Recent developments relating to Ukraine show that sanctions remain a favourite diplomatic tool of governments in the EU and the US, and that disruption of economic relations continues to be used as a way to put pressure on foreign governments.

The imposition of sanctions against individuals and entities in Russia demonstrates the potentially unlimited reach of international trade sanctions and serves as a timely reminder to insurers and brokers in the EU and the US that they need to be aware of sanctions developments and carry out appropriate checks to be sure that they are not breaching applicable laws.

At the moment, the sanctions imposed by the EU and the US following events in Ukraine are limited to the usual asset freezing provisions and do not include any specific prohibitions on the provision of insurance. However, diplomats have stressed that any further deterioration in Ukraine will result in wider restrictions being imposed and it is understood that there have already been discussions about the type and extent of further restrictions which could be imposed.

It therefore appears that more widespread sanctions could be imposed relatively quickly, meaning that insurers and brokers should be looking closely at their sanctions policies and procedures, to check that they have the right protective measures in place, in advance of any escalation.

Prudent insurers and brokers will conduct detailed due diligence as part of the underwriting decision, and obtain as much information as possible, in order to satisfy themselves that their assured is not engaged in a prohibited trade which could expose insurers and/or brokers.

Depending on the level of risk, that due diligence may include some or all of the following:

  • Checks to ensure that the assured and any other person who benefits from the insurance is not subject to the EU or US asset freeze and that no prohibited payments will be made, either by way of premium or payment of claims.
  • Checks to ensure that the assured is not a person or entity which, whilst not subject to the EU or US asset freeze, is subject to the wider prohibitions on the provision of insurance (e.g. the Government of Iran, its public bodies, corporations and agencies, or an Iranian person, entity or body, other than a natural person).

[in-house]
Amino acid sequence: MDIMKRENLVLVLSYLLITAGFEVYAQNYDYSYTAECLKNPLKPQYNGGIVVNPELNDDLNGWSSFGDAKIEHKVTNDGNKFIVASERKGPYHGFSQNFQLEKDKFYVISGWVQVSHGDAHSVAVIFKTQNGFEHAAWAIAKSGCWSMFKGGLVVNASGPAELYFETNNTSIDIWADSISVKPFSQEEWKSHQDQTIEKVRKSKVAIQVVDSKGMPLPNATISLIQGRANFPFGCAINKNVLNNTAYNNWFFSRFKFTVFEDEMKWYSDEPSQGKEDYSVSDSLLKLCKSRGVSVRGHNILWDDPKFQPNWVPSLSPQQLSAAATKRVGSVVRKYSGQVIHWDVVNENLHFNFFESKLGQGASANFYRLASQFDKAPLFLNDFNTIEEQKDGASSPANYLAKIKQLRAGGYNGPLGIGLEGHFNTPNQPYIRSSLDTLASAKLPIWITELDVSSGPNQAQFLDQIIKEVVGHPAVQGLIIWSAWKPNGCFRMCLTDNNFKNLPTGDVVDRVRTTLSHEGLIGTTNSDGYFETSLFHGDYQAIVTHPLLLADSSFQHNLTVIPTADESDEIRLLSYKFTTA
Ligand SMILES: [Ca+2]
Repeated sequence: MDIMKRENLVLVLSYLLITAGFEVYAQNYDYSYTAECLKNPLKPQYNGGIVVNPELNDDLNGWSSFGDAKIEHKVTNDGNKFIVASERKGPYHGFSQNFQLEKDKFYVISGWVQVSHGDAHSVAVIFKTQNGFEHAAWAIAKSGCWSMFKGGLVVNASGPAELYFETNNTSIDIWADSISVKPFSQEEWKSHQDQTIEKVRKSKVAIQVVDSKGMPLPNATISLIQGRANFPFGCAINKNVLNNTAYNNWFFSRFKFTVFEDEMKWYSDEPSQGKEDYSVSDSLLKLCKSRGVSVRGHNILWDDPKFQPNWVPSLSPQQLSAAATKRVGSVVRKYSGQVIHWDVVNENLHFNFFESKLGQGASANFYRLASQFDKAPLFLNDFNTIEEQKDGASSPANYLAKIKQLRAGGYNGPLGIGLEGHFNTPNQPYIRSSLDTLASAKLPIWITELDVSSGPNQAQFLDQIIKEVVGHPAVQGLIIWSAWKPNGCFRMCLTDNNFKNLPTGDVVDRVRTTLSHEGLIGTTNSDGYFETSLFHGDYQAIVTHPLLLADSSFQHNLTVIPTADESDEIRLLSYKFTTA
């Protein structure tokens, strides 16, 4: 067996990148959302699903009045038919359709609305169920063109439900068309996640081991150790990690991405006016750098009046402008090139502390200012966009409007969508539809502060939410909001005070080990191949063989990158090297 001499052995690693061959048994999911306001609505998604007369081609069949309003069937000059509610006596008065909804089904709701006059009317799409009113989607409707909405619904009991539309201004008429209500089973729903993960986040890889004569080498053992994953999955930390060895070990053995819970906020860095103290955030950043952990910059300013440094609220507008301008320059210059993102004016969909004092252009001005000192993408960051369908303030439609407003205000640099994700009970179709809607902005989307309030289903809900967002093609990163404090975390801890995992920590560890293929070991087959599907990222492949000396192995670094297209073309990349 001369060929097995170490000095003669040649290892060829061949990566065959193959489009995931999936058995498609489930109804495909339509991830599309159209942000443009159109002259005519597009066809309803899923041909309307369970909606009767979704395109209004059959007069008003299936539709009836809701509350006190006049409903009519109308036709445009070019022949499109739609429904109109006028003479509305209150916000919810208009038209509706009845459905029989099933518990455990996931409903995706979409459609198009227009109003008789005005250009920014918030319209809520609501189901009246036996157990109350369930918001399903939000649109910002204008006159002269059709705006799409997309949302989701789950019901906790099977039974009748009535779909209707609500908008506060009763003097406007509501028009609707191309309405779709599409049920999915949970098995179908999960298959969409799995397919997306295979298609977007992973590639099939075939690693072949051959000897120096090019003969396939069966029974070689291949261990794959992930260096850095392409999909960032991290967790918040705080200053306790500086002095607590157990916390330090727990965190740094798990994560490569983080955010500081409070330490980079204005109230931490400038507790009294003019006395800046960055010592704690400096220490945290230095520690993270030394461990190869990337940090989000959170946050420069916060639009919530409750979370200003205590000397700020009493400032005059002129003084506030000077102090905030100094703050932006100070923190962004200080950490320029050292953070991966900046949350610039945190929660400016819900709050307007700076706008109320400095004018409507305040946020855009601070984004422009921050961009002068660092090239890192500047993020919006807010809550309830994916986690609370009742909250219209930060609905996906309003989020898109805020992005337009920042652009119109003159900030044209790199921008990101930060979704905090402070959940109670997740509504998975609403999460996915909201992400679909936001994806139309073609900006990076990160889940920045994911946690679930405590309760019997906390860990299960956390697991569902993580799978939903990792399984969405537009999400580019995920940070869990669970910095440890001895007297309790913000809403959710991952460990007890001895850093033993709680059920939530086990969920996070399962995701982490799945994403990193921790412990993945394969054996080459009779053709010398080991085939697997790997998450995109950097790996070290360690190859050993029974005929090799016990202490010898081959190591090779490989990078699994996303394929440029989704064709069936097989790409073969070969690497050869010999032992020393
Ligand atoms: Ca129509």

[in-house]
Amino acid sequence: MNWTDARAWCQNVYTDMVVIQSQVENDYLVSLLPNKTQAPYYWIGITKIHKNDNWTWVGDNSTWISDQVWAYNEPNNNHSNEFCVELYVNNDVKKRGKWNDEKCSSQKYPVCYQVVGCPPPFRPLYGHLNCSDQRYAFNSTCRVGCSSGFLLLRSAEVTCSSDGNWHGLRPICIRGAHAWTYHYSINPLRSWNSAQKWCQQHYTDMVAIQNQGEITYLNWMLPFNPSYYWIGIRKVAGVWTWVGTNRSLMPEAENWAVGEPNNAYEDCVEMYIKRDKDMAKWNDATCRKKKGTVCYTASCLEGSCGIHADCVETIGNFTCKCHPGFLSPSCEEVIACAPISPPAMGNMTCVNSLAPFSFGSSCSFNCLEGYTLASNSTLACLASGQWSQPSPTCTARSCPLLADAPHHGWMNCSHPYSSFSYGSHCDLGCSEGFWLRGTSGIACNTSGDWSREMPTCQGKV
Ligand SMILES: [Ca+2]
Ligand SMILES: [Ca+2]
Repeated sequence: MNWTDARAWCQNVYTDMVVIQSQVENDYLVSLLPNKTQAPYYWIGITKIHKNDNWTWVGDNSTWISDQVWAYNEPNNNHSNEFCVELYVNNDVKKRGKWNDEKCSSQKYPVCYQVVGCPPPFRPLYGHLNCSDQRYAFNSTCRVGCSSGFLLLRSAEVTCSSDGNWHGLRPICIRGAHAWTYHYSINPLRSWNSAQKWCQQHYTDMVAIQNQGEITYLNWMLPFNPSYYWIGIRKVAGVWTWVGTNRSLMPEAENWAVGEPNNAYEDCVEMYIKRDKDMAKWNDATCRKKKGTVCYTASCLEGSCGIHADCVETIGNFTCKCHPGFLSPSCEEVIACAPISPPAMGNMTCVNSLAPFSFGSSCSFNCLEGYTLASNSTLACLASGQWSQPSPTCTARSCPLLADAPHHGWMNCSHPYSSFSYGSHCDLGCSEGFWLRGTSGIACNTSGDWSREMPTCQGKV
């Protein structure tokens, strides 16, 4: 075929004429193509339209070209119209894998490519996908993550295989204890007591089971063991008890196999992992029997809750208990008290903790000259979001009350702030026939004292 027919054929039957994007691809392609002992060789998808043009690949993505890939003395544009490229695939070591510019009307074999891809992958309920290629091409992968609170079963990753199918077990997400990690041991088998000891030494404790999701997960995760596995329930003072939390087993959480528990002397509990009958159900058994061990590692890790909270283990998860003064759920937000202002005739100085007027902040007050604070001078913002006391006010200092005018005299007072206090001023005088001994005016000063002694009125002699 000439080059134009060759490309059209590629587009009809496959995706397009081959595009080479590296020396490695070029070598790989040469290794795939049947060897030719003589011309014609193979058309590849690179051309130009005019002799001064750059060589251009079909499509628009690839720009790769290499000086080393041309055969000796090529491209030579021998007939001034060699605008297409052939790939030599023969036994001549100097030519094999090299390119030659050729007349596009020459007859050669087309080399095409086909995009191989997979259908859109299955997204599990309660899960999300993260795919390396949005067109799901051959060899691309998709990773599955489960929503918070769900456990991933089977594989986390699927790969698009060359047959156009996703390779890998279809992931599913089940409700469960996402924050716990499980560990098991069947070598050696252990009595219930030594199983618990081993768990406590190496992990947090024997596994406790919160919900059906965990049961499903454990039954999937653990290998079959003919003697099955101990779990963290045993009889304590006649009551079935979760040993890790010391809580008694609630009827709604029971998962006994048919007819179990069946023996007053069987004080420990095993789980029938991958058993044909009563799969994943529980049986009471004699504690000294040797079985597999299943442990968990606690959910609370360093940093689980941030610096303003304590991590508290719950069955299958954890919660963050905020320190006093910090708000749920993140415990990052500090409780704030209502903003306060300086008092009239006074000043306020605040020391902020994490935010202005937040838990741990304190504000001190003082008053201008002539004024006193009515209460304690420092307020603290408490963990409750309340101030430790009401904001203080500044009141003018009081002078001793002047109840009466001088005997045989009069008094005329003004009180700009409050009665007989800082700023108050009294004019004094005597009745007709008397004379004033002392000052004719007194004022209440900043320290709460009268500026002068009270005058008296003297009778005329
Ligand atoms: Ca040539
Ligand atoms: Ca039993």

• Consideration of whether any wider issues arise in respect of payments (e.g. because of the currency, or specific bank policies).
  • Due diligence to ensure that the underlying transaction is not prohibited (e.g. by reason of the cargo which is being transported).

In addition, measures may need to be adopted to take account of any US restrictions which apply (whether because the insurer or broker has a US connection, or to address sanctions with extra-territorial effect). At present there are no US sanctions against Russia which have a direct effect on non-US companies, but insurers and brokers should keep this under review, not least because future US restrictions against Russia might be more onerous than the EU equivalents.

An appropriate sanctions clause should of course be included in the policy, but insurers should also consider the risks which would arise if they were asked to provide security for claims, and/or if they need to pursue subrogated rights to make a recovery.

Where reinsurance is obtained, insurers should satisfy themselves that the reinsurer is not subject to the asset freeze, and therefore premium can be paid and claims pushed. Likewise, if the insurer is in the EU but the reinsurer is in the US, the insurer needs to be sure that he has not inadvertently retained some of the risk.